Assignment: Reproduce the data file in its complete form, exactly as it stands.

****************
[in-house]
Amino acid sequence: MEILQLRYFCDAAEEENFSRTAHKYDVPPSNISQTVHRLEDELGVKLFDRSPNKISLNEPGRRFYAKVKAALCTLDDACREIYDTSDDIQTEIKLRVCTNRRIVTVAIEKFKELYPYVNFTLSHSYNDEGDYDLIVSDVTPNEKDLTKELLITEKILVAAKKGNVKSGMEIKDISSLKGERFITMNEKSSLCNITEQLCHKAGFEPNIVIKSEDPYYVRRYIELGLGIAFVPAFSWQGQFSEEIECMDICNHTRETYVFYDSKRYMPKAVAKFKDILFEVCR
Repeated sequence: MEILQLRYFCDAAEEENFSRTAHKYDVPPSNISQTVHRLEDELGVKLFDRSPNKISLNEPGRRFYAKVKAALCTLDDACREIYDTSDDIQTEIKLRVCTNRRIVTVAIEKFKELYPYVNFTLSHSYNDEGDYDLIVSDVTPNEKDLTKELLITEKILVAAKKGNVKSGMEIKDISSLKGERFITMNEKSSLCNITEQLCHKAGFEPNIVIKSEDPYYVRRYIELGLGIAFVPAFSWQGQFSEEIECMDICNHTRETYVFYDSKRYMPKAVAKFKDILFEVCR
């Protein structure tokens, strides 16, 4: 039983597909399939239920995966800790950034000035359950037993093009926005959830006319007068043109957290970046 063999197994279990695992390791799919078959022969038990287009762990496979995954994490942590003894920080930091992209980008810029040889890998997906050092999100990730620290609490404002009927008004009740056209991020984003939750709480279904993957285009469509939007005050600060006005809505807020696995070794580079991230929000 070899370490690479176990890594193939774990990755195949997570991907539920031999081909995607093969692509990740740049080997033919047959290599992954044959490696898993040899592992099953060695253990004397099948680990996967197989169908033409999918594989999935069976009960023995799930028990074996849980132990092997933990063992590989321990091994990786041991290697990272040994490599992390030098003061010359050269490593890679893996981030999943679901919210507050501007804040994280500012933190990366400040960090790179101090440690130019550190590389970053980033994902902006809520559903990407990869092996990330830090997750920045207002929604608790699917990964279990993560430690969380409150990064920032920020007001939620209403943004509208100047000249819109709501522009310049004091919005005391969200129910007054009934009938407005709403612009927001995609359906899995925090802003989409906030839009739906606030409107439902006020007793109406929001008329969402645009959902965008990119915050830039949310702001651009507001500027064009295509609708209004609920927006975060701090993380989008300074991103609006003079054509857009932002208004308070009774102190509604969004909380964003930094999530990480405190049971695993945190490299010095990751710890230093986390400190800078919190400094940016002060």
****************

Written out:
[in-house]
Amino acid sequence: MEILQLRYFCDAAEEENFSRTAHKYDVPPSNISQTVHRLEDELGVKLFDRSPNKISLNEPGRRFYAKVKAALCTLDDACREIYDTSDDIQTEIKLRVCTNRRIVTVAIEKFKELYPYVNFTLSHSYNDEGDYDLIVSDVTPNEKDLTKELLITEKILVAAKKGNVKSGMEIKDISSLKGERFITMNEKSSLCNITEQLCHKAGFEPNIVIKSEDPYYVRRYIELGLGIAFVPAFSWQGQFSEEIECMDICNHTRETYVFYDSKRYMPKAVAKFKDILFEVCR
Repeated sequence: MEILQLRYFCDAAEEENFSRTAHKYDVPPSNISQTVHRLEDELGVKLFDRSPNKISLNEPGRRFYAKVKAALCTLDDACREIYDTSDDIQTEIKLRVCTNRRIVTVAIEKFKELYPYVNFTLSHSYNDEGDYDLIVSDVTPNEKDLTKELLITEKILVAAKKGNVKSGMEIKDISSLKGERFITMNEKSSLCNITEQLCHKAGFEPNIVIKSEDPYYVRRYIELGLGIAFVPAFSWQGQFSEEIECMDICNHTRETYVFYDSKRYMPKAVAKFKDILFEVCR
């Protein structure tokens, strides 16, 4: 039983597909399939239920995966800790950034000035359950037993093009926005959830006319007068043109957290970046 063999197994279990695992390791799919078959022969038990287009762990496979995954994490942590003894920080930091992209980008810029040889890998997906050092999100990730620290609490404002009927008004009740056209991020984003939750709480279904993957285009469509939007005050600060006005809505807020696995070794580079991230929000 070899370490690479176990890594193939774990990755195949997570991907539920031999081909995607093969692509990740740049080997033919047959290599992954044959490696898993040899592992099953060695253990004397099948680990996967197989169908033409999918594989999935069976009960023995799930028990074996849980132990092997933990063992590989321990091994990786041991290697990272040994490599992390030098003061010359050269490593890679893996981030999943679901919210507050501007804040994280500012933190990366400040960090790179101090440690130019550190590389970053980033994902902006809520559903990407990869092996990330830090997750920045207002929604608790699917990964279990993560430690969380409150990064920032920020007001939620209403943004509208100047000249819109709501522009310049004091919005005391969200129910007054009934009938407005709403612009927001995609359906899995925090802003989409906030839009739906606030409107439902006020007793109406929001008329969402645009959902965008990119915050830039949310702001651009507001500027064009295509609708209004609920927006975060701090993380989008300074991103609006003079054509857009932002208004308070009774102190509604969004909380964003930094999530990480405190049971695993945190490299010095990751710890230093986390400190800078919190400094940016002060």